Dizziness and imbalance are complex and, often, multifactorial conditions that require skilled evaluation, sometimes by multiple health-care providers.
As audiologists, our role is largely diagnostic in nature. We are able to perform a variety of tests to help identify or rule out the site of lesion. Working in a collaborative team with physical therapists who are specifically trained in vestibular rehabilitation provides a comprehensive and dynamic approach to treating these patients.
We have the privilege to operate a multidisciplinary clinic of audiologists and physical therapists who are skilled in vestibular rehabilitation. As audiologists, we are able to benefit from the unique perspective that physical therapists bring to the table. Their focus is on improving function, with less emphasis on diagnostics. Our role in these patients’ care is outlined in the American Academy of Audiology’s Scope of Practice statement: “Audiologists also are involved in the treatment of persons with vestibular disorders. They participate as full members of the balance treatment teams to recommend and carry out treatment and rehabilitation of impairments of vestibular function” (2004).
“The goals of vestibular rehabilitation therapy (VRT) are to (1) enhance gaze stability, (2) enhance postural stability, (3) improve vertigo, and (4) improve activities of daily living,” according to Han et al (2011).
That is not to say that physical therapists are not interested in diagnoses or sites of lesion. In our experience, well-educated physical therapists who care for vestibular clients will take patient diagnosis and clinical findings into strong consideration when developing a treatment plan for their patients.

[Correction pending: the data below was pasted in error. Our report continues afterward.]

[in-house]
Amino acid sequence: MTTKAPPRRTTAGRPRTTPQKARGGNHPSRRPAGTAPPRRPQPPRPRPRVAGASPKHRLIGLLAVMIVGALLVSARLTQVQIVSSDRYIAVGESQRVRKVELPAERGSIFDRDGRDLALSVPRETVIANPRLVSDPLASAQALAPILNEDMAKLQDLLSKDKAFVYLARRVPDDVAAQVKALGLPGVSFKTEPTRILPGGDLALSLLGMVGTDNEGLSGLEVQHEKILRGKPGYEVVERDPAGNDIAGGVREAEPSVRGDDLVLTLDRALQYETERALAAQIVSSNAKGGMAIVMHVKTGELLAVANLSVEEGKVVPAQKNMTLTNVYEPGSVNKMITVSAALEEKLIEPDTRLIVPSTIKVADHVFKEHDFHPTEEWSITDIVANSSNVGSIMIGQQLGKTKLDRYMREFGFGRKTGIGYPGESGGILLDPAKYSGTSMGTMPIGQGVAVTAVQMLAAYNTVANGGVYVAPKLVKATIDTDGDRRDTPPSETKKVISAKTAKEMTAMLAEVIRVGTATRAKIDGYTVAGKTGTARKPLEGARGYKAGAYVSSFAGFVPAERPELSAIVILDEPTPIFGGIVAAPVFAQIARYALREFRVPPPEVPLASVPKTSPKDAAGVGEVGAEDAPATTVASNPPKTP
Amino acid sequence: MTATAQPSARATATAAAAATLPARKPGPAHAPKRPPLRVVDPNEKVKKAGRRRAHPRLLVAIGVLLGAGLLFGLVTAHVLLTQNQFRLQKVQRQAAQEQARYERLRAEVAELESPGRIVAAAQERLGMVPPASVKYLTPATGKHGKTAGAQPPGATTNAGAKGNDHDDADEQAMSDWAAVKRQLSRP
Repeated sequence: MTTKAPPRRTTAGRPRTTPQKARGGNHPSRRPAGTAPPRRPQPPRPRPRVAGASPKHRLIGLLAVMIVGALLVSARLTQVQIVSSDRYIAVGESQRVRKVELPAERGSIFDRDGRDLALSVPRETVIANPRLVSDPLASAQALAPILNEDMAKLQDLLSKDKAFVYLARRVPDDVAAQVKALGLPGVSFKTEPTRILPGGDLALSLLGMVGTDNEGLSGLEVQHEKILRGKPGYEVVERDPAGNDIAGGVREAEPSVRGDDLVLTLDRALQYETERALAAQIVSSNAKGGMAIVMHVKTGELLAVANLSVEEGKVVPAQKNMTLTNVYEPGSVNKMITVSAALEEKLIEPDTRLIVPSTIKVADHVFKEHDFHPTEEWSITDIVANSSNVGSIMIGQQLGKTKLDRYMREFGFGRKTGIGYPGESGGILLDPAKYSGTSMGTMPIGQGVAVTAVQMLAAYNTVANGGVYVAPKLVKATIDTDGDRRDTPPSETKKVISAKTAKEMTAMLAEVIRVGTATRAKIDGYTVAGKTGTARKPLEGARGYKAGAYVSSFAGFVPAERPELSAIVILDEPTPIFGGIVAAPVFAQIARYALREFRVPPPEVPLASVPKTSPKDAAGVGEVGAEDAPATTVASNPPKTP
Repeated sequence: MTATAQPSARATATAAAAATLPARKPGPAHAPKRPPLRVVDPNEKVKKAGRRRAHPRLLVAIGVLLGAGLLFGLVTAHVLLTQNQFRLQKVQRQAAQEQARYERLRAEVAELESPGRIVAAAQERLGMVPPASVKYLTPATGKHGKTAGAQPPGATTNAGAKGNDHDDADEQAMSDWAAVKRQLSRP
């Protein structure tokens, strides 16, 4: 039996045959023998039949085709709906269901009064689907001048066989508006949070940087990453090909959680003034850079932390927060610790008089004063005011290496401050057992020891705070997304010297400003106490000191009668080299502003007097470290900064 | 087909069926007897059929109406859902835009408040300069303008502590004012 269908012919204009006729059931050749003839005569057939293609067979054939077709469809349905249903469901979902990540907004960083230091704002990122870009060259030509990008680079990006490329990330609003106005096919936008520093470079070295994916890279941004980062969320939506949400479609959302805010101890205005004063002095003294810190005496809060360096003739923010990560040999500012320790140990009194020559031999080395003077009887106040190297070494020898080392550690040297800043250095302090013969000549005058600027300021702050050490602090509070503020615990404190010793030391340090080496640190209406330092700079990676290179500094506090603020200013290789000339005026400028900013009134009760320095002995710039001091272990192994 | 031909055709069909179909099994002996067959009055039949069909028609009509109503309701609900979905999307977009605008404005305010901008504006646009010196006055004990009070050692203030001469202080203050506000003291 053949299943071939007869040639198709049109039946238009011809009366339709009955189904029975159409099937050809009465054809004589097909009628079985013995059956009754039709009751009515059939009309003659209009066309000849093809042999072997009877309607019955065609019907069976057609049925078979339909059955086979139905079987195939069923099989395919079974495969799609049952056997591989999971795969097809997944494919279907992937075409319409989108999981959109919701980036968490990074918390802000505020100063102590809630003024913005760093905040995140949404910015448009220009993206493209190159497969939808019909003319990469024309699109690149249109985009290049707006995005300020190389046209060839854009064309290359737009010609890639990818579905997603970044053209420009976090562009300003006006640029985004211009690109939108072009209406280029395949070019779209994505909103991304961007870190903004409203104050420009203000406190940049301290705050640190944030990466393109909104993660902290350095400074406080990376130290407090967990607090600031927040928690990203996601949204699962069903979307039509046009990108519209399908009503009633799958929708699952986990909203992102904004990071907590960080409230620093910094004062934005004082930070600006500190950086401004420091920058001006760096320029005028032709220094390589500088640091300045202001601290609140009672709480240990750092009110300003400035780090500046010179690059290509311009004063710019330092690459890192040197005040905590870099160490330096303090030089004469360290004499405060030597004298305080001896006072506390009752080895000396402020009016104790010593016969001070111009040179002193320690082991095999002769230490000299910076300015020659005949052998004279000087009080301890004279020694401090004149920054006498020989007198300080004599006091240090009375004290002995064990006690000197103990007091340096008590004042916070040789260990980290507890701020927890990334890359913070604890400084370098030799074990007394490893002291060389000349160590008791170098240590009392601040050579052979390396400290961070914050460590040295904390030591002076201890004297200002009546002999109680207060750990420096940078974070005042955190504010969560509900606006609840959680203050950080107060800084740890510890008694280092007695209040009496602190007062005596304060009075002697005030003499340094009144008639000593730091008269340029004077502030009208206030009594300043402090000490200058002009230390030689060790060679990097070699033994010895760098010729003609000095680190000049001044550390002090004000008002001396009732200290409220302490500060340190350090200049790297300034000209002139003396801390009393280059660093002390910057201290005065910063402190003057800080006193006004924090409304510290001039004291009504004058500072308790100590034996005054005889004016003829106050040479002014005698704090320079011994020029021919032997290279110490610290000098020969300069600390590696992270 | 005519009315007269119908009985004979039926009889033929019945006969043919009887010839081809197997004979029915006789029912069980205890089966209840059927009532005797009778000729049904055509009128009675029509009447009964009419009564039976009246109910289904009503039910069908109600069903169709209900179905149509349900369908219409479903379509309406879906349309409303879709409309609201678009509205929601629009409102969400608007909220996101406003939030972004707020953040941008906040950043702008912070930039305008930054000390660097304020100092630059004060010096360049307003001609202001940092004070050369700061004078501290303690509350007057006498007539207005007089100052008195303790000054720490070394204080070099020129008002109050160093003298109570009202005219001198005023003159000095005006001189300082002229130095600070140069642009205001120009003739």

To outline the working clinical relationship between audiologists and physical therapists in practice, we would like to share a case study that demonstrates the clinical role that these two specialists bring to the care of vestibular patients.
Our patient is a 29-year-old, previously very healthy and active female, who presents with constant unsteadiness and disequilibrium with imbalance.
She had a four-day episode of sudden onset, severe, long-lasting vertigo that began two months prior to her appointment. She was seen by an urgent care facility, was prescribed meclizine, and was given home exercises for benign paroxysmal positional vertigo (BPPV).
Her symptoms decreased initially, but she continued to experience persistent dizziness and decreased balance. She was seen by her referring physician for an ear, nose, and throat (ENT) consultation and was reportedly diagnosed with vestibular labyrinthitis. Hearing assessment at her referring ENT revealed normal hearing sensitivity and speech understanding and type A tympanograms bilaterally.
Computerized Dynamic Posturography (CDP)
All patients in our clinic who are experiencing dizziness and imbalance are evaluated by an audiologist using CDP as part of a balance and vestibular assessment to determine function of visual, vestibular, and somatosensory balance systems. Impairments in balance can be a consequence of changes in the motor, sensory, and integrated aspects of motor control.
CDP results are used to establish a baseline of function and to determine if there is a sensory mismatch between the visual, vestibular, and somatosensory balance systems. The sensory mismatch contributes to the physical therapist’s determination of a treatment paradigm that will be used to address the patient’s dizziness and balance symptoms.
The Sensory Organization Test (SOT) portion of the CDP is used to assess the patient’s overall visual, vestibular, and somatosensory capabilities as they relateto balance.